“In this commonplace world a romantic is one who either admires a finer thing or does one.” ALEXANDER POPE
Over the years I have always been fascinated about artists in every walk and in every station: how they perceive themselves, their art, and their place in it. Painters, sculptors, musicians, authors, composers, performers, athletes, chefs, and short order cooks (I have a special fondness for short order cooks). This fascination led me to read dozens of biographies and autobiographies about people who express themselves artistically. The one thing that they all seem to have in common is their mutual endeavor for excellence; for doing a finer thing in whatever they choose to practice. The flourish of a spatula as it leaves an omelette, or the trash man as he flips the container back to the ground in a graceful arc.
Inarguably, one of the greatest performing artists of all time was Fred Astaire. To watch him dance is to see an artist at the very peak of his craft. By seeing him we have the rare opportunity to see a work of art in progress: a painting being made, a thousand brush strokes or chisel hatches before our eyes in the form of a whirling cascade of sliding, tapping, shoes; so precise in step and rhythm that they, like any great work of art, defy our imagining. What would any of us pay to look over the shoulder of our favorite painter, sculptor or photographer. To see how Rembrandt, Michelangelo, Sargent, or Van Gogh went about their crafts. What would it be worth to you? By watching Fred Astaire on film we are witnessing a Master at work.
Fred Astaire choreographed most of his own dance routines and insisted that most of the scenes be filmed in one take which often resulted in countless takes and bleeding feet for he or his partner. By doing this, he was not only able to preserve the continuity and spontaneity of his work for the medium of film, but also the sanctity of the finished work of art for himself. He might not have done this purposely, it’s hard to say, for only he could see the blank canvas and the final steps- but I think he did. So, it is the journey that we enjoy here- not the destination. It’s not the final flourish and tuxedoed bow with top hat and cane in hand that he wishes us to recall, but the exhilaration of taking the dance with him; all of us in a suspended state of awe, step by step, wishing that we could dance like that, even if we never ever wanted to dance before. That’s what Art should do to all of us: impart the desire to be alive in some new way. In this way we are truly romantics.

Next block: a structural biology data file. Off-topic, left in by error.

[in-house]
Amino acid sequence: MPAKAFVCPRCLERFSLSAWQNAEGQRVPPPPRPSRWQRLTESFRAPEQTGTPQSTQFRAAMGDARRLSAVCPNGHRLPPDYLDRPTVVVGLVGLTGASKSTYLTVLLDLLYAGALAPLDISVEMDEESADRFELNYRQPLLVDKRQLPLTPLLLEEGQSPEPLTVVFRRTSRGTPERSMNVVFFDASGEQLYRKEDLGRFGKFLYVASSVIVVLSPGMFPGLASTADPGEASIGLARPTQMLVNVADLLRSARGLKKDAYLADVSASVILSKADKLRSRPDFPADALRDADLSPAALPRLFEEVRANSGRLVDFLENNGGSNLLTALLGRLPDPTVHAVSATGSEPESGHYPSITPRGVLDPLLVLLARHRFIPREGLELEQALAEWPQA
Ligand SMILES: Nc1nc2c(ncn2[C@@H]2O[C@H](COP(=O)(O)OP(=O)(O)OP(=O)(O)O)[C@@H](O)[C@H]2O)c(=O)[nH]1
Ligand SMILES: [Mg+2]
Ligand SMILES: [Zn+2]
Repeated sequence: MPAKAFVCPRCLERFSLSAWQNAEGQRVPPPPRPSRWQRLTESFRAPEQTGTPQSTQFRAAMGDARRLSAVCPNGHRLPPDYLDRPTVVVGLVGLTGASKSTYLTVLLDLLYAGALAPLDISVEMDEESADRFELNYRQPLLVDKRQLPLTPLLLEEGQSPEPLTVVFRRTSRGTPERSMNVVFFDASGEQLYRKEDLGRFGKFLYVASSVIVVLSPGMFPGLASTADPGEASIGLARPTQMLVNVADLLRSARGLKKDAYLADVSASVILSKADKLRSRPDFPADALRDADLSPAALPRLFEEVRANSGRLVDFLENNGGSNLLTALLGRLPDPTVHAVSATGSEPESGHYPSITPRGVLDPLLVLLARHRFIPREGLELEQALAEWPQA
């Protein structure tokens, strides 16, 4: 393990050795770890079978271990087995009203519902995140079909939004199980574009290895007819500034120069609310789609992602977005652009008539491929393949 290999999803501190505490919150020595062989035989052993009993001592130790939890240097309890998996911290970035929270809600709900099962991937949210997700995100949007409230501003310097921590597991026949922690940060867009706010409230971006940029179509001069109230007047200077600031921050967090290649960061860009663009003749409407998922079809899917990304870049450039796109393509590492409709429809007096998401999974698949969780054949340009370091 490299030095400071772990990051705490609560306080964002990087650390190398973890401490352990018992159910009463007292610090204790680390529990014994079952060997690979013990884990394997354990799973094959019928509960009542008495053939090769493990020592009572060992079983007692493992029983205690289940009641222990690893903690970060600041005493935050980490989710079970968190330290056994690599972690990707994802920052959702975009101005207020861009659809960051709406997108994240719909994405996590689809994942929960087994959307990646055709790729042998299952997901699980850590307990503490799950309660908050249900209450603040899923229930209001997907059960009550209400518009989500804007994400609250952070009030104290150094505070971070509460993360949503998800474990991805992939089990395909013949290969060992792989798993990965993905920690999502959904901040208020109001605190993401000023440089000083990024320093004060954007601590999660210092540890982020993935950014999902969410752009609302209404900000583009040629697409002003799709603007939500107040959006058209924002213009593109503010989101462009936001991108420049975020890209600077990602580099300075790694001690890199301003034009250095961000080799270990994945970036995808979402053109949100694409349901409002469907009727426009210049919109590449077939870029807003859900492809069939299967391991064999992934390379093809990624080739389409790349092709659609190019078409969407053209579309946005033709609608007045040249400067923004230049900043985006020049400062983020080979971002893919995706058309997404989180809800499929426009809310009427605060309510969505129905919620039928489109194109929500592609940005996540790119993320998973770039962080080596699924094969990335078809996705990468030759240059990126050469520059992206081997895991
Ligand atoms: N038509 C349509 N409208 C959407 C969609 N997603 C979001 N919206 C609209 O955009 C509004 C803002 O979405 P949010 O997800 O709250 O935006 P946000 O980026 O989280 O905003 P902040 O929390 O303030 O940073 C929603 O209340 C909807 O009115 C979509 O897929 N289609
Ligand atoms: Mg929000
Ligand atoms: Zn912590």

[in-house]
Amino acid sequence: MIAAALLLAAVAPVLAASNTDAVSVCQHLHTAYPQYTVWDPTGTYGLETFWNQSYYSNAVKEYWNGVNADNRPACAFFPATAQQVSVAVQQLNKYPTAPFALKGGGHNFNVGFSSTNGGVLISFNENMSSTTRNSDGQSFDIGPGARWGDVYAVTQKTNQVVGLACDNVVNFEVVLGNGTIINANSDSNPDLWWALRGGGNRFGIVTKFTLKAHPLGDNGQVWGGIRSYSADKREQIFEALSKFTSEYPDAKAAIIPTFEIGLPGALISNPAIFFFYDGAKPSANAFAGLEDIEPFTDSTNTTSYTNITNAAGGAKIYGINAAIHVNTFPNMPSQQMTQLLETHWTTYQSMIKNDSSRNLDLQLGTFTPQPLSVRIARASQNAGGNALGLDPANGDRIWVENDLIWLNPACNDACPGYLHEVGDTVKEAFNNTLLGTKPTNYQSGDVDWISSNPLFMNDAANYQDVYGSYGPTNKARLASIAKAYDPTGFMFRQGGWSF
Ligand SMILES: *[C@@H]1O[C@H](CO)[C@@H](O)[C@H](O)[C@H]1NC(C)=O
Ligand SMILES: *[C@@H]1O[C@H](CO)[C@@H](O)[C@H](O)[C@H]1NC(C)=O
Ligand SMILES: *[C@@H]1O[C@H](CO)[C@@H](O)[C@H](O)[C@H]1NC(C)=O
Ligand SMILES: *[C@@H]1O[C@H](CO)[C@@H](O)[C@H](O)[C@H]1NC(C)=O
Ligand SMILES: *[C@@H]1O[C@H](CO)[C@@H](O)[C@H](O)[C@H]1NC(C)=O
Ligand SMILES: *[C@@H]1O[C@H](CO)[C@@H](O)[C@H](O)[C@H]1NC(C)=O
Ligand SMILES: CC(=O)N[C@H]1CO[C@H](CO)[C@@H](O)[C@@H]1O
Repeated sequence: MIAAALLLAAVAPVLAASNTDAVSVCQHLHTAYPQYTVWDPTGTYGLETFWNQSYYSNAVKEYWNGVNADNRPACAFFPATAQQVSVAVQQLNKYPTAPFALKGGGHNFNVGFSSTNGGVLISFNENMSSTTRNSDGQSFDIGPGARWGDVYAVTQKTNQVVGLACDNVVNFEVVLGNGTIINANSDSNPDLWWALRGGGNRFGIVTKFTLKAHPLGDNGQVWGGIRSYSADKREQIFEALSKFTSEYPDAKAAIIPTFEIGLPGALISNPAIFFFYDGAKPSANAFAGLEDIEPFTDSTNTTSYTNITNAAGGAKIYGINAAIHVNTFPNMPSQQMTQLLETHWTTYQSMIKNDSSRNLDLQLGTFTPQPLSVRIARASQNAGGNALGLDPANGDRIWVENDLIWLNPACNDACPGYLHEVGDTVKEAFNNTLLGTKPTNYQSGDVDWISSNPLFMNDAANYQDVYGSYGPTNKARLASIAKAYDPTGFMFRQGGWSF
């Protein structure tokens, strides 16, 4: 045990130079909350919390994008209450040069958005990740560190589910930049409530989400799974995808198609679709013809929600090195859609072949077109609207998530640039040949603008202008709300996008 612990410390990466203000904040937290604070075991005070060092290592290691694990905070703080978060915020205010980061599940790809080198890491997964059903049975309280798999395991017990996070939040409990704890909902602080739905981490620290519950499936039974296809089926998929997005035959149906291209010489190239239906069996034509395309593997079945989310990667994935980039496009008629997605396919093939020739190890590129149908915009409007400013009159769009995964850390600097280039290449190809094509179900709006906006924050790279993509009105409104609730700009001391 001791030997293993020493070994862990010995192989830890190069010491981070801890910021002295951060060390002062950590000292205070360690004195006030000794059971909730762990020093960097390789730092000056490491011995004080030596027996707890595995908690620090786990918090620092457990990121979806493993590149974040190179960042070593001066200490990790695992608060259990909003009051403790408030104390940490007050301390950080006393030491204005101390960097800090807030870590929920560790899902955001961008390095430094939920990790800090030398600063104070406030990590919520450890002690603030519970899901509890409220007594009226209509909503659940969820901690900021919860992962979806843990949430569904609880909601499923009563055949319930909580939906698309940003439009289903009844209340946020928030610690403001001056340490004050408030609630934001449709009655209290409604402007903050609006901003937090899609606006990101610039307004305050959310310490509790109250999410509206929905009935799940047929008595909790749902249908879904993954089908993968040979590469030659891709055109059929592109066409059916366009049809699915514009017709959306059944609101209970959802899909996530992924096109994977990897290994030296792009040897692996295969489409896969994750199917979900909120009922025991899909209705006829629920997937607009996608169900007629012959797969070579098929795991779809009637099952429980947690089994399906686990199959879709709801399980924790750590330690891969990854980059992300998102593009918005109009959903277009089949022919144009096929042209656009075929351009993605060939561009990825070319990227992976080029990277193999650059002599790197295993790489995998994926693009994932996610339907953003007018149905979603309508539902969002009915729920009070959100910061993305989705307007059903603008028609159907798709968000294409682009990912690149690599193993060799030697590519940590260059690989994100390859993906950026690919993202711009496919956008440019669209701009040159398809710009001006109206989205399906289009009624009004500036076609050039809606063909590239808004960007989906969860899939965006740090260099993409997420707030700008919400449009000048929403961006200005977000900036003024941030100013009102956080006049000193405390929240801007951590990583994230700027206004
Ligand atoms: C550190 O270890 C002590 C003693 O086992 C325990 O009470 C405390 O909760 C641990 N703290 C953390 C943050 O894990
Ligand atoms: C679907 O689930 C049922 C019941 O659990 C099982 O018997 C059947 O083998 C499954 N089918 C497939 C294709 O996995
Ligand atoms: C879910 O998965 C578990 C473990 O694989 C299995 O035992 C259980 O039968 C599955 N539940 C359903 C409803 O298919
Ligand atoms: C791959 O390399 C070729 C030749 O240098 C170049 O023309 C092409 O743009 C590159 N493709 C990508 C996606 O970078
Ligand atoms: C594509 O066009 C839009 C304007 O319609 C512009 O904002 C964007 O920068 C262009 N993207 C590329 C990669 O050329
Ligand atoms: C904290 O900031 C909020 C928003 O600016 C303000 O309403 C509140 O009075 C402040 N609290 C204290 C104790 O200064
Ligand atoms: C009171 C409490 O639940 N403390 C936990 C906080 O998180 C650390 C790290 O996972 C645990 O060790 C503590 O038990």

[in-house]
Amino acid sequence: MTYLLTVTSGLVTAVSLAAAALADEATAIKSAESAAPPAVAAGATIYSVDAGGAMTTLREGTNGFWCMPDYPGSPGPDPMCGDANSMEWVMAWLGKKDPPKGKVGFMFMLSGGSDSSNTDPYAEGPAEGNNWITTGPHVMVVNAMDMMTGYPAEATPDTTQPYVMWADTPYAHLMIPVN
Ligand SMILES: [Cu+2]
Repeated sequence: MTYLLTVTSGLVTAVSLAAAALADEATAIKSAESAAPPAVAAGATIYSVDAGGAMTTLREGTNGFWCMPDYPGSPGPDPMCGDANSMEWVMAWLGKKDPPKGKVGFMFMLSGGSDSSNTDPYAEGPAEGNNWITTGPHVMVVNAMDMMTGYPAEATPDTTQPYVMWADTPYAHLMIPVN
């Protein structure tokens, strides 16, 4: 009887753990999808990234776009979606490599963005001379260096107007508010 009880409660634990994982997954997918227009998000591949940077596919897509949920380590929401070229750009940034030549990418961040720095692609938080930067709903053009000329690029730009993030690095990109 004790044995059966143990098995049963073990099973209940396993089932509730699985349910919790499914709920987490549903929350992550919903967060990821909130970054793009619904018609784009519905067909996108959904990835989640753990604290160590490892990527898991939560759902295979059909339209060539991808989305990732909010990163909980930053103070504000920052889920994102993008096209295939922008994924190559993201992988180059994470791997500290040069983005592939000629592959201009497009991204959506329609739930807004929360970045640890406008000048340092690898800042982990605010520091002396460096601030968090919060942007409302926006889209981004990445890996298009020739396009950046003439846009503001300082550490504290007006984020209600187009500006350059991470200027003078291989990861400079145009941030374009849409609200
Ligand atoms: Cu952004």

And yet, Fred Astaire had a very unique perspective on himself and his place in his art. He maintained a forward-looking attitude and kept a very foggy rear view mirror, not only of his talents and accomplishments, but of himself. From all I’ve read, and others report who knew him, he was amazingly nonplussed by it all and had a humble and extremely self-effacing attitude that was very genuine and, in the end, as rare as his extraordinary talents. Of course he worked hard, beginning as a child in vaudeville dancing with his sister, and perfecting his craft on stage and on screen. Working hard, like every great artist does. But Astaire had a different quality than most . . .
Astaire avoided seeing his pictures again; rarely viewing them more than once. He preferred instead to move on to a new phase of creativity. He was appalled by the idea that someone would be watching Top Hat a hundred years from now.
Astaire worked with some of the greatest composers of all time: Ziegfield, Gershwin, and Berlin, to name few. And the list of leading ladies was beyond compare: Ginger Rogers of course; Rita Hayworth, Cyd Charisse, Leslie Caron, Audrey Hepburn, and Judy Garland to name a few. All of whom he had only good things to say. Genuine and generous.
In Fred Astaire’s autobiography entitled Steps In Time, Astaire said: “I am often asked to expound on the history and the philosophy of the dance about which I have disappointingly little to say. When you come to the evolution of the dance, its history and philosophy, I know as much about that as I do about how a television produces a picture, which is absolutely nothing. I don’t know how it all started and I don’t want to know. I have no desire to prove anything by it. I have never used it as an outlet or as a means of expressing myself.
I Just Dance.”